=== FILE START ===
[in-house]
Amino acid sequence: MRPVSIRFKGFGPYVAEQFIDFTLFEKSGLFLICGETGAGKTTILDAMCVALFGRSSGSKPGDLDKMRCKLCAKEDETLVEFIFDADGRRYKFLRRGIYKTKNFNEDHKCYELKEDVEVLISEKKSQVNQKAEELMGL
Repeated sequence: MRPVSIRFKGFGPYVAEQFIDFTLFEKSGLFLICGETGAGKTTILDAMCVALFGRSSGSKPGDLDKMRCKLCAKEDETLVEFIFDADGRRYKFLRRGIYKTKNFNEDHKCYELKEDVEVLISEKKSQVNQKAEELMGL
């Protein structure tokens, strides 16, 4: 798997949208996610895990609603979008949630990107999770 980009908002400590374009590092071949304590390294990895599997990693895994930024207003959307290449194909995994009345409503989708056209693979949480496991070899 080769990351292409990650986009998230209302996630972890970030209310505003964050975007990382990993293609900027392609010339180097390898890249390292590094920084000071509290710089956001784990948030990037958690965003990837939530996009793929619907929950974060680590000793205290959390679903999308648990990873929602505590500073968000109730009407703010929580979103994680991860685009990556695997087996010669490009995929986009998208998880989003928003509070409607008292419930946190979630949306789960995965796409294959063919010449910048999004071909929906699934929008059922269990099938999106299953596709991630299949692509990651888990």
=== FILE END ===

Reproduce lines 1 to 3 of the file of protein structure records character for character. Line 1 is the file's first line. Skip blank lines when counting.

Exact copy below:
[in-house]
Amino acid sequence: MRPVSIRFKGFGPYVAEQFIDFTLFEKSGLFLICGETGAGKTTILDAMCVALFGRSSGSKPGDLDKMRCKLCAKEDETLVEFIFDADGRRYKFLRRGIYKTKNFNEDHKCYELKEDVEVLISEKKSQVNQKAEELMGL
Repeated sequence: MRPVSIRFKGFGPYVAEQFIDFTLFEKSGLFLICGETGAGKTTILDAMCVALFGRSSGSKPGDLDKMRCKLCAKEDETLVEFIFDADGRRYKFLRRGIYKTKNFNEDHKCYELKEDVEVLISEKKSQVNQKAEELMGL